Wednesday, May 31, 2006
The War on Geeks 
by Lenka Reznicek [permalink] 
Thanks to the longstanding "War on Drugs"' recent shift-of-focus to clandestine methamphetamine labs, science hobbyists, supply merchants, and even students are now finding themselves the target of police raids - for simple possession of laboratory equipment, even if no illegal activity has taken place. From WIRED, "Don't Try This at Home" by Steve Silberman:
The first startling thing Joy White saw out of her bedroom window was a man running toward her door with an M16. White's husband, a physicist named Bob Lazar, was already outside, awakened by their barking dogs. Suddenly police officers and men in camouflage swarmed up the path, hoisting a battering ram. "Come out with your hands up immediately, Miss White!" one of them yelled through a megaphone, while another handcuffed the physicist in his underwear. Recalling that June morning in 2003, Lazar says, "If they were expecting to find Osama bin Laden, they brought along enough guys."

The target of this operation, which involved more than two dozen police officers and federal agents, was not an international terrorist ring but the couple’s home business, United Nuclear Scientific Supplies, a mail-order outfit that serves amateur scientists, students, teachers, and law enforcement professionals.
The search was initiated by the Consumer Product Safety Commission, a federal agency best known for instigating recalls of faulty cribs and fire-prone space heaters. The CPSC’s concern with United Nuclear was not the uranium, the magnets, or the backyard accelerator. It was the chemicals – specifically sulfur, potassium perchlorate, and powdered aluminum, all of which can be used to make illegal fireworks. The agency suspected that Lazar and White were selling what amounted to kits for making M-80s, cherry bombs, and other prohibited items; such kits are banned by the CPSC under the Federal Hazardous Substances Act. [read full article]
The article goes on to detail similar police raids and investigations, and how our growing cultural fear of technology and zeal for prosecuting real or imagined drug "labs" threatens to raise a crop of kids who are neither comfortable with - nor curious about - investigating the world around them through science.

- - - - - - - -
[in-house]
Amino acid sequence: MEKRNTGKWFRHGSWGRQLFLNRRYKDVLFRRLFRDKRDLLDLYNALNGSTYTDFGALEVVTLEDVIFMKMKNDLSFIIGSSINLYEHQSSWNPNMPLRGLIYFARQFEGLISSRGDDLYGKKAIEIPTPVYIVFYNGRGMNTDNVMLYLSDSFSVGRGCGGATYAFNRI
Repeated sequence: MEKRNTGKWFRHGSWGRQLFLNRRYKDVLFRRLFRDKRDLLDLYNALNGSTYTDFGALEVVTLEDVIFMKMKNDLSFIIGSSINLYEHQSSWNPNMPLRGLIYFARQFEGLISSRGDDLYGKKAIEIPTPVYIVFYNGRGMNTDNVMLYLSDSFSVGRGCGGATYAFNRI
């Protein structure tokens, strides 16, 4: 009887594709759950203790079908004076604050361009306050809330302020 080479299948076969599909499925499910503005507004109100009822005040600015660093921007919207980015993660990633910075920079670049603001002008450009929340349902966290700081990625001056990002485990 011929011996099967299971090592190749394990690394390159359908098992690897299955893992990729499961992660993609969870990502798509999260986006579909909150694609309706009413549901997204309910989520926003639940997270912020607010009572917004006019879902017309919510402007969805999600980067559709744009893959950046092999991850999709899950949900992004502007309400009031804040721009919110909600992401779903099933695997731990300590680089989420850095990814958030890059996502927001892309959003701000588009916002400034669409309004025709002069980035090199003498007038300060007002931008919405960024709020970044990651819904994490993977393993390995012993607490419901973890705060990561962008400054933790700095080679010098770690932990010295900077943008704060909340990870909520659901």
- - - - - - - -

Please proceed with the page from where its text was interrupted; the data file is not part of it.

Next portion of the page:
It's sad, really; somewhere in my parents' attic there are still boxes full of chemical glassware and apparatus I owned and used in science experiments as a youngster. Good thing they don't live in a state like Texas, because those dusty relics could get them into a world of trouble today.
To Bill Nye, the "Science Guy" who hosted an Emmy award-winning series on PBS in the 1990s, unreasonable fears about chemicals and home experimentation reflect a distrust of scientific expertise taking hold in society at large. "People who want to make meth will find ways to do it that don’t require an Erlenmeyer flask. But raising a generation of people who are technically incompetent is a recipe for disaster."
He's got a point. Allow this cultural mentality to "cook" for 20 or 30 years, and don't be surprised if we're outsourcing most of our technology to other countries. It's not too far of a stretch from marginalizing (and demonizing) scientific thought to America demoting itself to a technological Third World nation in the not-so-distant future.

Interesting sidenote (and I don't mention this to cast any aspersions; certainly it doesn't excuse the type of police-state action that took place here): Bob Lazar is also a well known conspiracy theorist who has published numerous books, videos, and lectures on alleged alien technology reverse engineering at the infamous "Area 51" in the Nevada desert.

[via Drug WarRant]